HEMMER: This is what I understand, federal money helped you purchase three substantial watercraft lately, each to the tune of $750,000.


HEMMER: Equipped with radar and sonar. That appears to be significant.

FUENTES: Well, there's two different grants -- there's a homeland security grant that every state gets, and then there's a special grant based upon risk, and that goes to about 50 cities in the United States. In New Jersey, those core cities are Jersey City and Newark, where the population is about 3.4 million. It's about half the population of New York City. That was an additional 34 million in fiscally year '04. In fiscal year, '05, that was cut, and we were using that money for a number of initiatives, including putting together a thousand-strong mobile army of law enforcement officers up in the northern part of the state.

HEMMER: Are you here to say today that if you don't get the proper amount of money, that people in New Jersey are not safe?

FUENTES: No, absolutely not. We're always going to get the job done. But the bottom line is we're not going to be able to get additional equipment, we're not going to be able to get fire trucks, we're not going to get field hospitals, we're not going to be able to get decontamination shelters, God forbid should ever need them.

So, those are the types of things that we can't move forward to the next step of what we started with.

HEMMER: This is the argument that keeps coming back, New Jersey gets, what, 7 bucks per resident in your state?

FUENTES: About that.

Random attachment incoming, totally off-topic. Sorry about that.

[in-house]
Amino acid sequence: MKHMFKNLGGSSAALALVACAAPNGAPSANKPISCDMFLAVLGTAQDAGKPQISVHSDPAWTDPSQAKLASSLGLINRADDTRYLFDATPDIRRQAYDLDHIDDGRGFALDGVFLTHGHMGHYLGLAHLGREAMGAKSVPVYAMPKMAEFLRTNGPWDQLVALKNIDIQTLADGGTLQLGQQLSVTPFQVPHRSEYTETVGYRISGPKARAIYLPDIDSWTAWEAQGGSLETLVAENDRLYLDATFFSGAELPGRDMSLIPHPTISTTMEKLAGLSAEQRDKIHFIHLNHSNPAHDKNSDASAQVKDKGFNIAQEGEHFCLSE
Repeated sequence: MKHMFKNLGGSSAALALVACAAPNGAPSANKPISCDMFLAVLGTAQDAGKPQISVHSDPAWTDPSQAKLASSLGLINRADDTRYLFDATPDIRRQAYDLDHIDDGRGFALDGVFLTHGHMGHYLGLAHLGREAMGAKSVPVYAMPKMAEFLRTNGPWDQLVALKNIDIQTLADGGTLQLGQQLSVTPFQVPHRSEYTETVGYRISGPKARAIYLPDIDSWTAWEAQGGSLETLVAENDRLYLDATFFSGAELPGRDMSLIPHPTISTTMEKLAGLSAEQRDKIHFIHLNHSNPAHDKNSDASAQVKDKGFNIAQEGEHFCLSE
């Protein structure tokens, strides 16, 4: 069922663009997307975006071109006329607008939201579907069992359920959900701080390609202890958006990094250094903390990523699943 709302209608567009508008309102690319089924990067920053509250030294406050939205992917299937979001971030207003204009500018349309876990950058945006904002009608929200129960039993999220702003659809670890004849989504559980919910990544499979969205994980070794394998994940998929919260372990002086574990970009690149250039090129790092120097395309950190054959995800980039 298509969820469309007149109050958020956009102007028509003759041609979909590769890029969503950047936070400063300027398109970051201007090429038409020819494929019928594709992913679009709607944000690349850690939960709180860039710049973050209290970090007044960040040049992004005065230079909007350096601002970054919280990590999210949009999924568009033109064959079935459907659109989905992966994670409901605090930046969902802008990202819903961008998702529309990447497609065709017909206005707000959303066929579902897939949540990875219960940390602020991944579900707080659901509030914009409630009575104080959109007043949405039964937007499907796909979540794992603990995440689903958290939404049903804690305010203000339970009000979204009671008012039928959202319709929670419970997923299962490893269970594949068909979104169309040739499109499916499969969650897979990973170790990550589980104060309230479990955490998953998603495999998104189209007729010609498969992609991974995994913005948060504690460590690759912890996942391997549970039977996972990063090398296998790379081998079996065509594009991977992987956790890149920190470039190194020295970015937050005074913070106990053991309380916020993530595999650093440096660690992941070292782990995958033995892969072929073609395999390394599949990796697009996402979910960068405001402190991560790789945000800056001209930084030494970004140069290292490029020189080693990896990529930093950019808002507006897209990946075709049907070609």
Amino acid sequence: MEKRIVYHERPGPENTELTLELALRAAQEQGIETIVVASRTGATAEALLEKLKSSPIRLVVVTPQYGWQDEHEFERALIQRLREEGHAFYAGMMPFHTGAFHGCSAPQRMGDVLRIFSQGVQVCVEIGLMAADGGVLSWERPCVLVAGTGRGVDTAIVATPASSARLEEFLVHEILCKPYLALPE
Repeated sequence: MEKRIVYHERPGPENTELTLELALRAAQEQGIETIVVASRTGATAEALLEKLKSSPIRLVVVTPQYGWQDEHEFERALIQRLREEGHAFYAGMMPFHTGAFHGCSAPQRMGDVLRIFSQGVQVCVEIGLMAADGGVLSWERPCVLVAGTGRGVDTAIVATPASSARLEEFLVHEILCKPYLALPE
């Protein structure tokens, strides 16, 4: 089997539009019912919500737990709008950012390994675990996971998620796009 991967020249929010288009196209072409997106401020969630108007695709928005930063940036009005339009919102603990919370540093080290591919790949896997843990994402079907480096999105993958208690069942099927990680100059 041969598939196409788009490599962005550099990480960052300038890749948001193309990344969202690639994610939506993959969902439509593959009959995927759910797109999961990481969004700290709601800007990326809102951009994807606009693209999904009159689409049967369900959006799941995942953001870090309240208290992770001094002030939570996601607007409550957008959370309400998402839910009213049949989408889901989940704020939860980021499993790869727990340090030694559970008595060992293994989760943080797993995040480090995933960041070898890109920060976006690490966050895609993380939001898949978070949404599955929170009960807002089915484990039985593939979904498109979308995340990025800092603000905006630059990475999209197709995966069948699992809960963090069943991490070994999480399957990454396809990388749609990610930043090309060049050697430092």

HEMMER: Out in Wyoming, it's about $27 dollars per resident. Is this the growing pains of a system that comes out of Washington that is still learning how to perfect this country?

FUENTES: No, that's the uniform allocation that goes to every single state in the country, and that's the homeland security grant. The grant that we really went down there to address is the Urban Area Securities Initiative Grant, that brought us 34 additional million dollars last year, and that was cut by 40 percent this year. HEMMER: More meetings?

FUENTES: Absolutely. The meeting yesterday was very, very positive. We're now going to move forward with the technical working group. But we're going to take a look at this formula for that particular security initiative grant, see if we can't change it.

HEMMER: Good luck to you.

FUENTES: Thank you so much.

HEMMER: Colonel Rick Fuentes, out of the state of New Jersey with us this morning.

FUENTES: Thank you.

HEMMER: Stay with CNN day and night for the most reliable news about your security. We'll have it for you when we get it here. It looks like the sky is falling for yet another major airline. Andy is back "Minding Your Business." A story he has followed for two weeks now. Back in a moment after this on AMERICAN MORNING.


HEMMER: Now the follow-up to a story that Andy has been watching now for weeks. More airlines now embracing lower fares. Seems like a pretty good thing. Andy Serwer here, "Minding Your Business."

ANDY SERWER, "FORTUNE": That is unless it drives more companies into bankruptcy and there are no planes left flying in the air. That's right, Bill. We've been covering this every day. Now five airlines matching Delta's move to slash fares. American, for instance, saying fares -- top fares down by as much as 55 percent. And also getting rid of the Saturday night stayover for most of their flights, American is. You wonder what this is doing to the hotel and car rental business, by the way.

HEMMER: How much of that is desperation, do you think?